The Vermont Cynic

Students bake Challah bread to aid in hunger relief

Amelia Dodds, Staff Writer

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A small group of UVM students convenes in the kitchen of Hillel every Monday after dark. The oven light blinks, signifying go, and they start to knead, braid and bake.

These students are a part of UVM’s Challah for Hunger, an organization founded in 2013. They raise money to provide hunger relief across Vermont and the U.S. by baking and selling challah, a traditional Jewish bread.   

UVM’s Challah for Hunger, an organization founded in 2013, raises money to provide hunger relief across Vermont and the U.S. by baking and selling challah, a traditional Jewish bread. In the fall of 2017, Challah for Hunger raised a total of $1,000 for its affiliates, according to its Facebook page.

“[Challah] is our holy bread, the bread we eat on holidays,” said junior Jessie Finkelstein, a member of Challah for Hunger at UVM. “It made sense to begin using that to make a difference in the everyday world.”

In the fall of 2017, Challah for Hunger raised a total of $1,000 for its affiliates, according to its Facebook page. They baked over 470 challahs in five different flavors: plain, chocolate chip, cinnamon sugar, rainbow sprinkle and Kit Kat.

The money raised goes directly to the national organization Challah for Hunger, then gets distributed amongst its nonprofit partners: Hunger Free Vermont and MAZON, a Jewish Response to Hunger.

Hunger Free VT and MAZON are two programs that have been involved in the fight against hunger in Vermont and the U.S.

Hunger Free VT has worked closely with Challah for Hunger for the past five years to tackle local hunger issues, said Monica Taylor, development director for Hunger Free Vermont.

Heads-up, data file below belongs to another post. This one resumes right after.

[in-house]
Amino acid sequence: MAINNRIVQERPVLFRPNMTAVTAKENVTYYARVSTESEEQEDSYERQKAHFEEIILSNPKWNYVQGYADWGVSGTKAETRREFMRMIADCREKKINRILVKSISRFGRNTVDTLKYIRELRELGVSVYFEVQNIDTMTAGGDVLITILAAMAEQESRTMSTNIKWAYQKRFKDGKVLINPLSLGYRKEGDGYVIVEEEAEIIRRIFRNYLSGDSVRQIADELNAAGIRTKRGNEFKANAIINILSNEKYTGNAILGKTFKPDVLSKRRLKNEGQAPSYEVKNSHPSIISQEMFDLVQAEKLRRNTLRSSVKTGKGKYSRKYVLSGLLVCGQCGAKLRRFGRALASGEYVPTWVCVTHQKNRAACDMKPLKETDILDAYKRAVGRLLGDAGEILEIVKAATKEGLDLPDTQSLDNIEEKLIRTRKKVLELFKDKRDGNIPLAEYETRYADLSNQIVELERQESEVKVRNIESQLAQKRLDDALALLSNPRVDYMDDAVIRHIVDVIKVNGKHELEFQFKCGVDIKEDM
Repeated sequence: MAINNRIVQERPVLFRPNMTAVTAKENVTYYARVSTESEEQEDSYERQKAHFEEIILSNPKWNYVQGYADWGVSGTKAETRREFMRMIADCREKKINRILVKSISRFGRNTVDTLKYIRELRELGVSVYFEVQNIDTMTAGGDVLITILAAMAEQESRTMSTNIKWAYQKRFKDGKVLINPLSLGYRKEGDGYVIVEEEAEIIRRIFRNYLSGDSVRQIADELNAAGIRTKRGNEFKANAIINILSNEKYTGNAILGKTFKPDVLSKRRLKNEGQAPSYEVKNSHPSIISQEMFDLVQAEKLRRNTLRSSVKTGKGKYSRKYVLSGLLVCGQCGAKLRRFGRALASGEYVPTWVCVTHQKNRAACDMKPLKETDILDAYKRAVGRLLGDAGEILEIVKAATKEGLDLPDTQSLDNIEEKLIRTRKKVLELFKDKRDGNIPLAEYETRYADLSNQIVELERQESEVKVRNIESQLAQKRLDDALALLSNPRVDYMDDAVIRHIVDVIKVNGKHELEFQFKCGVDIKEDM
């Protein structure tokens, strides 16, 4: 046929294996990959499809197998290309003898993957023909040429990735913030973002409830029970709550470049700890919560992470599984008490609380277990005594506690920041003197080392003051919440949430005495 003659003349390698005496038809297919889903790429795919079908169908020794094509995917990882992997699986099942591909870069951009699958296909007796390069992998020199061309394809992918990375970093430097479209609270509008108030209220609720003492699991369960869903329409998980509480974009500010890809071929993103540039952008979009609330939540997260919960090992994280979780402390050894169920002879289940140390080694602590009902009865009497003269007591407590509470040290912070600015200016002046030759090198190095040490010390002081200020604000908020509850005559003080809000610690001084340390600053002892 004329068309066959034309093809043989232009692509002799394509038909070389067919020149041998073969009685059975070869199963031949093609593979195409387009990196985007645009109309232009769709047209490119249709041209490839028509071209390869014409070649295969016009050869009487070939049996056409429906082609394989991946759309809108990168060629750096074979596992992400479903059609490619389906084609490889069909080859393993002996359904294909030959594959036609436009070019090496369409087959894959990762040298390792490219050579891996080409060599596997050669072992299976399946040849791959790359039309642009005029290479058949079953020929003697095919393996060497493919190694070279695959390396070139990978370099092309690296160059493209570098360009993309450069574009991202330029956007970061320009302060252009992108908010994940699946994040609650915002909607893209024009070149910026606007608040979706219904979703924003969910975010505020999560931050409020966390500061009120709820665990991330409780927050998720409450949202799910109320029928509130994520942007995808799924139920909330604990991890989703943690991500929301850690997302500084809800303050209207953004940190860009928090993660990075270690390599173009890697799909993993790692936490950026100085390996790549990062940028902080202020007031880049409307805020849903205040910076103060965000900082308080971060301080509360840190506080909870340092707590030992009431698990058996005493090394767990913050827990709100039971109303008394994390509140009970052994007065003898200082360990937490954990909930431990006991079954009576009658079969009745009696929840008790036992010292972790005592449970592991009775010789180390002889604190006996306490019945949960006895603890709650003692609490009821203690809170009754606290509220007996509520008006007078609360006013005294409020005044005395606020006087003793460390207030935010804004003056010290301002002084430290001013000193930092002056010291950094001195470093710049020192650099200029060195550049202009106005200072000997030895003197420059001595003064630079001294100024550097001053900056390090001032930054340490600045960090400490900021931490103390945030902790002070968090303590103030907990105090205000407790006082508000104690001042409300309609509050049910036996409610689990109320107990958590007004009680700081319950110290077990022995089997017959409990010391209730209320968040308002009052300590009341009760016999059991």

UVM’s Chapter of Challah for Hunger has invited Hunger Free VT to several meetings to discuss the current state of hunger in Vermont.

“UVM’s Chapter of Challah for Hunger is made up of a strong and committed group of students who come together to better understand hunger in their community and to learn ways that they can contribute to fighting it,” Taylor said.

MAZON has a broader focus. MAZON’s communication manager Morgan Soloski said MAZON supports anti-hunger and advocacy programs in communities across the U.S. and Israel.

It uses its influence and resources at the state and national levels to help people who are at risk of hunger, Soloski says.

Senior Zach Handelman said Challah for Hunger is a fun, inclusive and welcoming environment.

“The club is always looking for more volunteers,” he said. “We love new faces. You can walk in alone or with a friend. We can use all the hands we can get.”

Handelman said fighting hunger in Vermont is something we can all pitch in to help with.

“Plus, challah is delicious,” Handelman said.

Challah for Hunger tables in the Davis Center to sell their challah. For more information, visit their Lynx website or contact their leaders.

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Students bake Challah bread to aid in hunger relief